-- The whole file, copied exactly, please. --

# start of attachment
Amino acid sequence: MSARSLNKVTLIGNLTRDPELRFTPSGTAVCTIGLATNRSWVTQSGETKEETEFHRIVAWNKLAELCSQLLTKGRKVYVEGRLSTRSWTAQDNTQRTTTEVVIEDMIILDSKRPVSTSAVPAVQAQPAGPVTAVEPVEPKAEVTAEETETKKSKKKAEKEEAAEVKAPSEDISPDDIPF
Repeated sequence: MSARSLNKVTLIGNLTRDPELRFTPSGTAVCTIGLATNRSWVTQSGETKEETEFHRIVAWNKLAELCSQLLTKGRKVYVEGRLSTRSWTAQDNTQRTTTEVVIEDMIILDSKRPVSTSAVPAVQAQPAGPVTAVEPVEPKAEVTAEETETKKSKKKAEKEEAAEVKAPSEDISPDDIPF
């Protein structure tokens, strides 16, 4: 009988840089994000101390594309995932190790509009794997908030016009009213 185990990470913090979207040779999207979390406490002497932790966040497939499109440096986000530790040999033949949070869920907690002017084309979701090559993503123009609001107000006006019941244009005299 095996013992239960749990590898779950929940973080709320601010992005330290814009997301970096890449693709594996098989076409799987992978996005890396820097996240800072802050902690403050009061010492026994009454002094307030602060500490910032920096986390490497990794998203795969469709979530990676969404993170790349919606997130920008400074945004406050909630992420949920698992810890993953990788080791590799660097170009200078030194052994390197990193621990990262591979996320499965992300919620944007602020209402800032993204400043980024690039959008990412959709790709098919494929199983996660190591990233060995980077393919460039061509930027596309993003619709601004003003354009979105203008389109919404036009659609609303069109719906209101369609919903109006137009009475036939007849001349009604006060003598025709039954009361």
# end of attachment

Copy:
Amino acid sequence: MSARSLNKVTLIGNLTRDPELRFTPSGTAVCTIGLATNRSWVTQSGETKEETEFHRIVAWNKLAELCSQLLTKGRKVYVEGRLSTRSWTAQDNTQRTTTEVVIEDMIILDSKRPVSTSAVPAVQAQPAGPVTAVEPVEPKAEVTAEETETKKSKKKAEKEEAAEVKAPSEDISPDDIPF
Repeated sequence: MSARSLNKVTLIGNLTRDPELRFTPSGTAVCTIGLATNRSWVTQSGETKEETEFHRIVAWNKLAELCSQLLTKGRKVYVEGRLSTRSWTAQDNTQRTTTEVVIEDMIILDSKRPVSTSAVPAVQAQPAGPVTAVEPVEPKAEVTAEETETKKSKKKAEKEEAAEVKAPSEDISPDDIPF
């Protein structure tokens, strides 16, 4: 009988840089994000101390594309995932190790509009794997908030016009009213 185990990470913090979207040779999207979390406490002497932790966040497939499109440096986000530790040999033949949070869920907690002017084309979701090559993503123009609001107000006006019941244009005299 095996013992239960749990590898779950929940973080709320601010992005330290814009997301970096890449693709594996098989076409799987992978996005890396820097996240800072802050902690403050009061010492026994009454002094307030602060500490910032920096986390490497990794998203795969469709979530990676969404993170790349919606997130920008400074945004406050909630992420949920698992810890993953990788080791590799660097170009200078030194052994390197990193621990990262591979996320499965992300919620944007602020209402800032993204400043980024690039959008990412959709790709098919494929199983996660190591990233060995980077393919460039061509930027596309993003619709601004003003354009979105203008389109919404036009659609609303069109719906209101369609919903109006137009009475036939007849001349009604006060003598025709039954009361």